Chain drug store operators and other mass market retailers have much to contemplate as they look to the future. Numerous signs of potential promise and peril appear on the road ahead, challenging executives to discern which of them point to developments that will turn out to have a major impact on their business.
A new study by professional services firm BDO USA provides insights into what’s on the mind of business leaders today. Based on an analysis of risk factors cited in the most recent 10-K filings of the hundred biggest publicly traded retail companies in the United States, the report reveals a broad range of concerns — everything from the fitful economic recovery and the availability of financing to competition and consolidation in the retail sector, and natural disasters and terrorism.
It comes as no surprise that general economic conditions ranked as the top issue for the fifth year in a row, with fully 100% of the companies citing it in their latest filing with the Securities and Exchange Commission. Despite the robust health of the stock market and some other positive trends, retail executives are more concerned about the business climate now than they were in 2009, when 96% of the companies mentioned the issue in their 10-K.
While worry about the state of the economy has remained constant, other issues have steadily gained prominence. Government regulations — whether at the federal, state or local level — ranked second in the new BDO study, with 97% of the companies citing them. That was the highest level for that factor in the report’s seven-year history, up from only 66% in 2009. BDO says retailers are particularly concerned about the impact of budget deficits, payroll tax increases and sales tax legislation aimed at Internet purchases.
Technology has emerged as another focal point, placing fifth among issues cited. Implementation and maintenance of such systems followed a trajectory in the rankings similar to governments regulations; it was mentioned by 61% of companies five years ago and 89% today.
The related issue of privacy concerns linked to breaches in security tied for eighth. It’s on the radar screen at 85% of the companies, almost double the 46% registered in 2009.
“Data protection is critical, given that retailers process and retain a tremendous amount of sensitive data through credit card transactions, loyalty programs, online shopping and social media,” notes Doug Hart, a partner in the retail and consumer products practice at BDO USA. “Further, the increasing reliance on cloud computing solutions to process and store this data adds another dimension to this security and privacy risk.”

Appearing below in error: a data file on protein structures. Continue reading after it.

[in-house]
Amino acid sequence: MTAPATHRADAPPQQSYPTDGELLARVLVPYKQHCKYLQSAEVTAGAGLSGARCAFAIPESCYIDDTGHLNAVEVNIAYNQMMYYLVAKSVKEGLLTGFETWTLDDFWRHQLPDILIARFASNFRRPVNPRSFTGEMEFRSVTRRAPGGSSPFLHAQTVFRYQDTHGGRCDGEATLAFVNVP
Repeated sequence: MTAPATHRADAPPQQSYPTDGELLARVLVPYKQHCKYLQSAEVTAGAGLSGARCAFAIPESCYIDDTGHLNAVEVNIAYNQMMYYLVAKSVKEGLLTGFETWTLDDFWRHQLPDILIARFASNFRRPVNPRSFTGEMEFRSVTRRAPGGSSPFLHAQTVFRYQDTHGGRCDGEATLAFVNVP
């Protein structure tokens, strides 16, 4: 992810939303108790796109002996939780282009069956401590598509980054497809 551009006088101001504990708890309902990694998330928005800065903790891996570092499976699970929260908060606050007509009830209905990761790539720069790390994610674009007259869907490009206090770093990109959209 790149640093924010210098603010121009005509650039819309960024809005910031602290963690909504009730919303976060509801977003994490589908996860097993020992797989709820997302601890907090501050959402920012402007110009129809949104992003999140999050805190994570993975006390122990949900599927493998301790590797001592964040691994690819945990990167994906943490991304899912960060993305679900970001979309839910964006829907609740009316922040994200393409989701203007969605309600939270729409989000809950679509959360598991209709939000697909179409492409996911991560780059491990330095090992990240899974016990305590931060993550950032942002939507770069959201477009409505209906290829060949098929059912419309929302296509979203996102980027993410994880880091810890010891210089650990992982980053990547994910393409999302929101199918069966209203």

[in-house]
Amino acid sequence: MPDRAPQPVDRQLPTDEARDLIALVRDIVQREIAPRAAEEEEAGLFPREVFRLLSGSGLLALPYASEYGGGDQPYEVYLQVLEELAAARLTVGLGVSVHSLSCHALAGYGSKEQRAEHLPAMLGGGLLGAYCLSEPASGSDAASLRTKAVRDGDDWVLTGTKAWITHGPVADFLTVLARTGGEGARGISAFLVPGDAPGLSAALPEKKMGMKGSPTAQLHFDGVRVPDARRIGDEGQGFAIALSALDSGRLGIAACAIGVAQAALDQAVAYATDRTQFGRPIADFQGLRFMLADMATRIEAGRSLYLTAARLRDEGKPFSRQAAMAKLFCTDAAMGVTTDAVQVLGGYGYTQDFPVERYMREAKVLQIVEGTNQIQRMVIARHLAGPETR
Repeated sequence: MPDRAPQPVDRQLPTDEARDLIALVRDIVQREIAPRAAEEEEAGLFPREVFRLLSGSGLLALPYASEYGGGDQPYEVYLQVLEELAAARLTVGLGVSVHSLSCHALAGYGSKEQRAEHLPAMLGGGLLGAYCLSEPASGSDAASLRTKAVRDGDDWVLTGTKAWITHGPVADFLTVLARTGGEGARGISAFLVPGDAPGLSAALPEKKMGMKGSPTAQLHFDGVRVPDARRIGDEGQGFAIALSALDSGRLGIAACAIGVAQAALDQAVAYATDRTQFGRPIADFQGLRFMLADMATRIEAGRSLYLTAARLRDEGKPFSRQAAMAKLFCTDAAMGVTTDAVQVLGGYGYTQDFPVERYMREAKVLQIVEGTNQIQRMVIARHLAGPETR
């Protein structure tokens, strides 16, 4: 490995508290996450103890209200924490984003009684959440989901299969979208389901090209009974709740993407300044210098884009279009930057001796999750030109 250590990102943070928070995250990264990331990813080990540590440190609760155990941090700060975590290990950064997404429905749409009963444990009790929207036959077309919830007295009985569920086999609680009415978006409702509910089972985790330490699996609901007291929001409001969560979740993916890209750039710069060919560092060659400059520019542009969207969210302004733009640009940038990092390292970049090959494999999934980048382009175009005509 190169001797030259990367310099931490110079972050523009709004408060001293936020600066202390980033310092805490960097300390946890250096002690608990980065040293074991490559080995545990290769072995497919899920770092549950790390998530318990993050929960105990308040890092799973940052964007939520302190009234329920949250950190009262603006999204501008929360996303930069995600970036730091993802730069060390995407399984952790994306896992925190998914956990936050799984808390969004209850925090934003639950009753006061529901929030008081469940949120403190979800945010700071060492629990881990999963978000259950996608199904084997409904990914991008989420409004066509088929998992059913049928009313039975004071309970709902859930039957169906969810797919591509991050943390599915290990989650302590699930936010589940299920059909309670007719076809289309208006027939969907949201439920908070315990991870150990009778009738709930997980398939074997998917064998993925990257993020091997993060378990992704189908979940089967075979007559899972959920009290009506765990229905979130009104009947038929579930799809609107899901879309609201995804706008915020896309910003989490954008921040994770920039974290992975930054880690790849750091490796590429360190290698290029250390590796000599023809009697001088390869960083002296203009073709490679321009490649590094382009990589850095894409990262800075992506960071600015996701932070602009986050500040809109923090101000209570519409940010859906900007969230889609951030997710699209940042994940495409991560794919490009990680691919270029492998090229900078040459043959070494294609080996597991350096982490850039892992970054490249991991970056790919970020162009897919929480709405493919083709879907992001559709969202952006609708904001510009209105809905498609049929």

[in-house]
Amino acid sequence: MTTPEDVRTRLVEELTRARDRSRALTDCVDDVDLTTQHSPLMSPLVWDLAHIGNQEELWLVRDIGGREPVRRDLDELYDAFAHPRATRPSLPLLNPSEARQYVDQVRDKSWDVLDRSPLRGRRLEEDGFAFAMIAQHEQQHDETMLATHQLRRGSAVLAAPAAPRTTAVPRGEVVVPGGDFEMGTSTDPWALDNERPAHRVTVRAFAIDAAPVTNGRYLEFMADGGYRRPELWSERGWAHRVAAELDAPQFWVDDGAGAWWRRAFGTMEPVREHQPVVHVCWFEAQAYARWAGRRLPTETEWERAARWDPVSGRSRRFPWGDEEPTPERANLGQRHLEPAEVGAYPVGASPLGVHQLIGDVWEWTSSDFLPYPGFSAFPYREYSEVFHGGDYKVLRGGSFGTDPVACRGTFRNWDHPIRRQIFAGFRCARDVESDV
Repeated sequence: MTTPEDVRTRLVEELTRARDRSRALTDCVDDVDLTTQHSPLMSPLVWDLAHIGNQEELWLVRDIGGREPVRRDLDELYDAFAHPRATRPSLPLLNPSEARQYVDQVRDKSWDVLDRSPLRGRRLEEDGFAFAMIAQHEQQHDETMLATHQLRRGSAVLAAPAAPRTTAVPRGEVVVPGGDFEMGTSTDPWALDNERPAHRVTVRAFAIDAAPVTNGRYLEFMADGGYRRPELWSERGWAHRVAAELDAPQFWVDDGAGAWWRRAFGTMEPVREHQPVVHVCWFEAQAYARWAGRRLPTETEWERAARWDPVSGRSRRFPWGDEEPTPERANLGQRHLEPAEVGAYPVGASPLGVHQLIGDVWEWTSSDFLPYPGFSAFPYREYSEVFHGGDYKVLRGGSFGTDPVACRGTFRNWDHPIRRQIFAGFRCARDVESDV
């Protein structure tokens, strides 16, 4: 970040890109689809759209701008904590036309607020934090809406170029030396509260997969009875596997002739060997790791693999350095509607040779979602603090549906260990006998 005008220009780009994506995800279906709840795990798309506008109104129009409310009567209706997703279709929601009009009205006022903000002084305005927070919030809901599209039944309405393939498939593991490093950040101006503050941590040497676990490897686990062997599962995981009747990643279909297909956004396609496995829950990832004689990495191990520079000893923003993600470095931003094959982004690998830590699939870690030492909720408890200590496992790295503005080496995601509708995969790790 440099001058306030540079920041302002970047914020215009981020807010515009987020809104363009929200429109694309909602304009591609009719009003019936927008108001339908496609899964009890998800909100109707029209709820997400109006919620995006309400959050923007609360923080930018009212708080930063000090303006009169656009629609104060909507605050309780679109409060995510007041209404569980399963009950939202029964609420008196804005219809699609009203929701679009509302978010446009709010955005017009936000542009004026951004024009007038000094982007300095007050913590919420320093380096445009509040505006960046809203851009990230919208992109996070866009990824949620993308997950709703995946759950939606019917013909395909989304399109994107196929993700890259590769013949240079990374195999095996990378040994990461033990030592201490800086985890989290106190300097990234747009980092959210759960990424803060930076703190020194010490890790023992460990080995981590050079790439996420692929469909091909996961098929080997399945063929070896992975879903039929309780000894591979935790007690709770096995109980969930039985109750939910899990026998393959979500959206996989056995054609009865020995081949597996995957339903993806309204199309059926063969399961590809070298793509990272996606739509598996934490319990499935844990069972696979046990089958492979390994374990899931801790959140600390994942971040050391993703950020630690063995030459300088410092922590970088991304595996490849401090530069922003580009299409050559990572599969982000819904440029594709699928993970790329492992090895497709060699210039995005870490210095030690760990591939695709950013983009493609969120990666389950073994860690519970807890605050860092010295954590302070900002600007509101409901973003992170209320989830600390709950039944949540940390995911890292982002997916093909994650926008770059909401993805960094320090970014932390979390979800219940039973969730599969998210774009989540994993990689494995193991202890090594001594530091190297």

The issue that tied for eighth place, dependency on consumer trends, has also shot up in importance. Eight-five percent of retailers now view it as a risk factor, up from 63% in the 2009 study.
BDO attributes the shift to the evolution in consumer attitudes, with more and more people demanding the means to shop whenever, wherever and however they want to. That mind-set puts intense pressure on retailers to develop competitive omnichannel capabilities, which include robust e-commerce, mobile and social media elements.
For traditional brick-and-mortar merchants the new realities can require a bold conceptual leap, which some are making more successfully than others. The difficulties inherent in that transition may well account for another entry on BDO’s list of risks — failure to properly execute business strategy. Seventy-nine percent of companies expressed concern about that this year, up from 32% in 2009.
In one sense, it’s surprising that a focus on responding to consumer trends and execution didn’t rank higher than they did. Unlike many of the threats identified in the BDO research, those two factors are, to a large extent, within the control of a given company.
In the pharmacy space, for example, it’s up to other chains to decide how to react to the innovations embodied in Walgreens’ flagship stores; figure out what can be done to counter CVS Caremark’s increasing skill at leveraging synergies between the drug store and PBM aspects of its operation; and develop the means to blunt Amazon and other Web-based merchants’ incursion into traditional “drug store” categories.
Those are the kinds of competitive challenges retailers have always had to cope with. While it’s vital for them to understand macroeconomic and governmental factors that affect business and do what they can to influence them, retailers should concentrate, first and foremost, on what they must do to keep consumers who have more options than ever satisfied.
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